Archives For Give The Game Back

A wise woman once told me, “No matter where a mother was raised, how old she is, or how much money she has in her pocket, in the vast majority of cases, she wants to give her child a better life than her own.”

Of course this observation applies to dads too.

As a former athlete turned mom who is now raising my children and watching them compete in sports, I can easily draw a parallel between an everyday parent’s concern for their child’s general welfare and a zealous parent’s desire to see their offspring succeed in extracurricular activities. More often than not (especially in countries considered overly competitive like the United States), parents want to watch their kids achieve greater success than they ever personally experienced growing up.

I think this might be the biggest reason why we witness time and time again all across our great country and in our own communities, otherwise perfectly behaved adults lose their minds and their ability to act sensibly on the sidelines at youth sporting events (or spelling bees, or show choir performances, or dance recitals, or debate competitions, insert the activity of your choice here). Mom and dad simply want to see Little Johnny and Sweet Susie win because, one assumes, winning equals success.


Many of you already know I launched a business last week. It’s a labor of love for me because I believe so strongly in the message I am both trying to spread and continue to practice.


“If we could change ourselves, the tendencies in the world would also change. As a man changes his own nature, so does the attitude of the world change towards him. … We need not wait to see what others do.” – Mahatma Gandhi

I shared my moment on I would encourage anyone who’s struggling to keep perspective on how to support a child competing in sports to read about that moment. It basically involved someone giving me high praise about my son’s overall positive demeanor and attitude when I needed a gentle reminder that what he was doing and especially NOT doing on the ball field shouldn’t tarnish my pride for him.

A former collegiate teammate of mine read it and took the time to let me know it resonated with her:

“This is such an important conversation. Parents have lost their minds. Please know your words are inspiring for the other end of the spectrum – those of us who have great kids who love sports but just aren’t athletic. As former successful athletes, both my husband and I have struggled a bit to see our son on the sidelines or the C team. But he’s a great kid.”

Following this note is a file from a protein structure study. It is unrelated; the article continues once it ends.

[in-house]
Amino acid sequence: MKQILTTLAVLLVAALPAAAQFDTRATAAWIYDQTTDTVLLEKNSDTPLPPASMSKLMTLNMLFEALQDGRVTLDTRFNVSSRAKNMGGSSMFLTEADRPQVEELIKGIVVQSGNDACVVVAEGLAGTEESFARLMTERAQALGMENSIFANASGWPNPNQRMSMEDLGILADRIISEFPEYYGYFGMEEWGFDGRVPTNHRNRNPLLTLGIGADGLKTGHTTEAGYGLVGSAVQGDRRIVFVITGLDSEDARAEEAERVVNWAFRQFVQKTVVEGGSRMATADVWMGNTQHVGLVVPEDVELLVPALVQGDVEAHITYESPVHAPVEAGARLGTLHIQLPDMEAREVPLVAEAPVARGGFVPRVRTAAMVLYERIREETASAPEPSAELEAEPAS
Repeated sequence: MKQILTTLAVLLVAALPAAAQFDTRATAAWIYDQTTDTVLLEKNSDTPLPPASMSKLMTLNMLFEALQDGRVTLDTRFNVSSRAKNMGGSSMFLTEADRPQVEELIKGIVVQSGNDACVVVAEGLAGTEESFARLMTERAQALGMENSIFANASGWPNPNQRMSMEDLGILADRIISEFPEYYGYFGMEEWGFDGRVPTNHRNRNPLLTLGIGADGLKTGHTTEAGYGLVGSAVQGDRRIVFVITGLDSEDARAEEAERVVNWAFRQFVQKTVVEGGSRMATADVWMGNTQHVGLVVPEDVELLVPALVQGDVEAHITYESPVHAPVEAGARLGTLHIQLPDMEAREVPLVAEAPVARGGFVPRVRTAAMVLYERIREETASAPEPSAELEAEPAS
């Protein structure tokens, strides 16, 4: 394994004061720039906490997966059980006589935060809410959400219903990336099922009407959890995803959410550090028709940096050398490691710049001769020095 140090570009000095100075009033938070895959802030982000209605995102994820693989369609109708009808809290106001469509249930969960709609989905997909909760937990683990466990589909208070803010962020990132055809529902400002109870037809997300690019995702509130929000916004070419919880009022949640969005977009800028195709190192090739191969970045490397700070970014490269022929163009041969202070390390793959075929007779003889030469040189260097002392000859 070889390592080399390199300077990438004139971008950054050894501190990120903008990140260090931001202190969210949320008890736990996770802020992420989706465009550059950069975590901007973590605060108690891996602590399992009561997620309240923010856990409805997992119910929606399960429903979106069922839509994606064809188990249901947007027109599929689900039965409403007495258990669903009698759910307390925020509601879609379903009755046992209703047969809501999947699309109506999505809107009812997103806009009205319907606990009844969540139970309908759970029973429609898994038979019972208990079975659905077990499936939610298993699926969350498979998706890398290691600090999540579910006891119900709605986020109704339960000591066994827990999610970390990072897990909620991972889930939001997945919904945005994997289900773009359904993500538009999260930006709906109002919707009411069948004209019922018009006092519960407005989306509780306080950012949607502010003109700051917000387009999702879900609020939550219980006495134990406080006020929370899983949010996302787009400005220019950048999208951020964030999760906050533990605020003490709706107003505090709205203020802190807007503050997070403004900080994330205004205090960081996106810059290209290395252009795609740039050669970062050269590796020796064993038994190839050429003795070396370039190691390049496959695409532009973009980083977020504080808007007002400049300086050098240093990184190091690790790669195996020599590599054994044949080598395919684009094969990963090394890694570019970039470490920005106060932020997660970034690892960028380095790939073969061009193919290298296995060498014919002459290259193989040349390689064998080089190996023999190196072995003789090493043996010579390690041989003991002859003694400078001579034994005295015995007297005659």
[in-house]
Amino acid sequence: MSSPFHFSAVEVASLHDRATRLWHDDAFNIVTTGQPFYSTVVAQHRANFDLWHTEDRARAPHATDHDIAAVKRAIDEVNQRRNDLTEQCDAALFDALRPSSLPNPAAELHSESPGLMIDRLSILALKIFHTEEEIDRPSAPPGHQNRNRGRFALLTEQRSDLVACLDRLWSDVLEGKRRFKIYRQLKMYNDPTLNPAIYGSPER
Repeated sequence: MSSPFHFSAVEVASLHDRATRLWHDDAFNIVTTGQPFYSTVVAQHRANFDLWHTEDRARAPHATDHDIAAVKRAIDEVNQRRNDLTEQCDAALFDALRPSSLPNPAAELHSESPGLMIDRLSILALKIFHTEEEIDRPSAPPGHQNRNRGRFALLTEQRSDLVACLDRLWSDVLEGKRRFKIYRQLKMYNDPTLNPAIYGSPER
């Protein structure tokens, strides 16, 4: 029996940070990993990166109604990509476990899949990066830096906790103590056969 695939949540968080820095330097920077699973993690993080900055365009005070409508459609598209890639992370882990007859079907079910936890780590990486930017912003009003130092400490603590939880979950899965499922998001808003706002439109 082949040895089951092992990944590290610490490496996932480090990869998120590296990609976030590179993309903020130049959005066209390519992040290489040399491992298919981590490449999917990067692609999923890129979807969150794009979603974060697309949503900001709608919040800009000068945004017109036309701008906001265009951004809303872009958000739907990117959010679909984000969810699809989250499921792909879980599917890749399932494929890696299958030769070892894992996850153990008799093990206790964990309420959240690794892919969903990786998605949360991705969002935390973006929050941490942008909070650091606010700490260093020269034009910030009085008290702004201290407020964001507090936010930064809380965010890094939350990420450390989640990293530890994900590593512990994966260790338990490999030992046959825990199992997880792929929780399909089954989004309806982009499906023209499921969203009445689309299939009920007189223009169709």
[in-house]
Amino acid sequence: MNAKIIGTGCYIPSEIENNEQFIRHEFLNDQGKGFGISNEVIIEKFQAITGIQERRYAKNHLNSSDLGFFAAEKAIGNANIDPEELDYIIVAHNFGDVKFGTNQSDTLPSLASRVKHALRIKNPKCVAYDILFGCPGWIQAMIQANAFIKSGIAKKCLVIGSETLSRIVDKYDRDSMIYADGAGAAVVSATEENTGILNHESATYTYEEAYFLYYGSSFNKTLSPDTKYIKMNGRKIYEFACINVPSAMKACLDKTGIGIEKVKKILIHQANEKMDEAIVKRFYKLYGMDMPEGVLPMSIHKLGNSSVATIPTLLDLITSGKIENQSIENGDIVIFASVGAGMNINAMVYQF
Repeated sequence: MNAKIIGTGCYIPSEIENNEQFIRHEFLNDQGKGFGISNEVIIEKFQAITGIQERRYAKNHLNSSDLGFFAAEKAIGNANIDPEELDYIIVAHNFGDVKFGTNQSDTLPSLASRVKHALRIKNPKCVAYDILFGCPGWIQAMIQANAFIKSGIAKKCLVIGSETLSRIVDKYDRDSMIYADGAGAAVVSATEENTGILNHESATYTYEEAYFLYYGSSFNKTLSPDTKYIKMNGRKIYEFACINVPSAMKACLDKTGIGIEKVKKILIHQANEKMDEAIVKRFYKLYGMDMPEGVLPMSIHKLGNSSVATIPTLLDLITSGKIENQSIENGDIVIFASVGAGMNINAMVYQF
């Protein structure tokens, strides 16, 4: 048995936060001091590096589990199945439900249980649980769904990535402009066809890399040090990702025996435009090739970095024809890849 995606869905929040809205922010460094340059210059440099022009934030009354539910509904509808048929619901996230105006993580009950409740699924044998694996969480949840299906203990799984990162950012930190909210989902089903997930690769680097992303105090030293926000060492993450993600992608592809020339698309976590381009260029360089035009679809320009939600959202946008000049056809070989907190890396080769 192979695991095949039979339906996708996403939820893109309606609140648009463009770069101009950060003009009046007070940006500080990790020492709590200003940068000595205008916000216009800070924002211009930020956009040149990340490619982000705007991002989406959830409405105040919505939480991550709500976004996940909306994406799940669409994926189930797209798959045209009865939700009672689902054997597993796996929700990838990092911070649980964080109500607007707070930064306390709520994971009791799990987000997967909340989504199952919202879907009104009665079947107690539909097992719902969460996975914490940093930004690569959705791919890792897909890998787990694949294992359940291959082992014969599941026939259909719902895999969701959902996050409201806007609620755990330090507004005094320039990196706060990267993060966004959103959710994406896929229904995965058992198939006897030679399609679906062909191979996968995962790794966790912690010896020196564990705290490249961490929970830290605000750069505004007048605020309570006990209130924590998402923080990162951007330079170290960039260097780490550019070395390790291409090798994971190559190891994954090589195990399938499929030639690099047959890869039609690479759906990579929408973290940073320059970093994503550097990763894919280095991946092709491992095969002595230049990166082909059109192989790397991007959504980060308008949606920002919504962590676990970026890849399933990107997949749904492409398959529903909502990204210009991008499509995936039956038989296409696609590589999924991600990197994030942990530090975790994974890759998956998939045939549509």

Anyone who’s ever met me knows I am about as competitive as they come. Winning feels GREAT. Dominating an adversary in a sport for which you’ve both sacrificed years of blood, sweat, and tears is a life experience that is hard to match. There is a reason why my friends tease me about my inability to leave the glory days behind.

But I vow to give my kids the best life possible. It is their life to live after all. I’m guessing the best life possible for them won’t necessarily be measured in wins and losses. It will be measured in remarkable experiences lived, both on and off the court and field.

I challenge youth sports parents and promoters everywhere to join me in this movement.

Written by Heidi Woodard

As Thanksgiving break wraps up for adults and kids across America, I ask you this simple question: Are you ready to return to your state of normal, however you define it, tomorrow?

For me, tomorrow brings the end of sleeping in, the return of controlled chaos, another page flipped forward on the calendar, and colder temperatures. Really, really frigid friggin temperatures here in Nebraska.

This might just be post-holiday Heidi talking, but I think I’m ready to remain optimistic…and here’s why.

I’ve always considered Sunday night as “the calm” before returning to routine. I’m here to tell you (from experience) that there is little you can do outside of a preparing a list of priorities and getting adequate sleep to control your feelings and reactions to the events that will impact you in the days ahead.

What you can attempt to influence is your cognitive anticipation of what awaits you. You can view tomorrow, next week, the month of December, and 2015 as either an impending storm or an amazing sunrise.

Why view life as scary and unpredictable? Photo c/o MorgueFile

Why view life as scary and unpredictable?
Photo c/o MorgueFile

When you can view life as beautiful and unpredictable? Photo c/o MorgueFile

When you can view life as beautiful and unpredictable?
Photo c/o MorgueFile

I’ve been waiting to tell you all about a fun side project I’ve been hatching up since the end of September. I’ve wanted to flip the switch on this little business of mine no shy of a half dozen times, but logic tells me to wait until I am sure everything is perfect.

Since logic has never been my strong point, however, here’s a sneak peek of the website, Give The Game Back (Disclaimer: I’ve disabled the payment platform at this time while everything’s still in test mode so feel free to try it out as my first official testers and let me know what you think!)

Give The Game Back will be an ecommerce site that offers custom t-shirts that serve as visual reminders for adults to always keep perspective when it comes to youth sports. If you’ve been following me for awhile, you know this is a hot button of mine.

Because I want to have a sample of the finished product in-hand before I offer it up to the masses, expect more information about how you can support this project (if you so choose) in late December.

When I consciously choose to look ahead at the colors unveiling before my very eyes as opposed to hanging my head under the down pour, things tend to work out better.

I challenge you to think of something colorful in your life and embrace it today.

Written by Heidi Woodard